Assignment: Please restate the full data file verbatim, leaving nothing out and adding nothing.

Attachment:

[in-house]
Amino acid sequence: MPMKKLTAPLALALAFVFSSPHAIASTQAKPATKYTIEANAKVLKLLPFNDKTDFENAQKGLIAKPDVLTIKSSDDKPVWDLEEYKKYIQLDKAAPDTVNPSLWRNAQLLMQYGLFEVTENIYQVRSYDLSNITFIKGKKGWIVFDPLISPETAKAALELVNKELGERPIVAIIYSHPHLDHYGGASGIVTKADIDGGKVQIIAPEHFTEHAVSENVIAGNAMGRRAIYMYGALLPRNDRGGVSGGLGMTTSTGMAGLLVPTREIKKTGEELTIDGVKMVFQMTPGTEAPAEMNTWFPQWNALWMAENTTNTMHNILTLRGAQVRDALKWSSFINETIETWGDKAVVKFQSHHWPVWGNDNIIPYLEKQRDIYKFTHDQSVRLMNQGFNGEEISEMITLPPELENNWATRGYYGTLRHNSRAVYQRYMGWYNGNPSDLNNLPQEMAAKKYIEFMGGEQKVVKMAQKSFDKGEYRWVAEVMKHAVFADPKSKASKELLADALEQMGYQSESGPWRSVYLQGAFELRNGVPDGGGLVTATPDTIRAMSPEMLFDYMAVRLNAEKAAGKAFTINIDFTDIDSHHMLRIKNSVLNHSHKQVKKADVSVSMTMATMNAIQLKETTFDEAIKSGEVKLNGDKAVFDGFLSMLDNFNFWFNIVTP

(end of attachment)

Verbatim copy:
[in-house]
Amino acid sequence: MPMKKLTAPLALALAFVFSSPHAIASTQAKPATKYTIEANAKVLKLLPFNDKTDFENAQKGLIAKPDVLTIKSSDDKPVWDLEEYKKYIQLDKAAPDTVNPSLWRNAQLLMQYGLFEVTENIYQVRSYDLSNITFIKGKKGWIVFDPLISPETAKAALELVNKELGERPIVAIIYSHPHLDHYGGASGIVTKADIDGGKVQIIAPEHFTEHAVSENVIAGNAMGRRAIYMYGALLPRNDRGGVSGGLGMTTSTGMAGLLVPTREIKKTGEELTIDGVKMVFQMTPGTEAPAEMNTWFPQWNALWMAENTTNTMHNILTLRGAQVRDALKWSSFINETIETWGDKAVVKFQSHHWPVWGNDNIIPYLEKQRDIYKFTHDQSVRLMNQGFNGEEISEMITLPPELENNWATRGYYGTLRHNSRAVYQRYMGWYNGNPSDLNNLPQEMAAKKYIEFMGGEQKVVKMAQKSFDKGEYRWVAEVMKHAVFADPKSKASKELLADALEQMGYQSESGPWRSVYLQGAFELRNGVPDGGGLVTATPDTIRAMSPEMLFDYMAVRLNAEKAAGKAFTINIDFTDIDSHHMLRIKNSVLNHSHKQVKKADVSVSMTMATMNAIQLKETTFDEAIKSGEVKLNGDKAVFDGFLSMLDNFNFWFNIVTP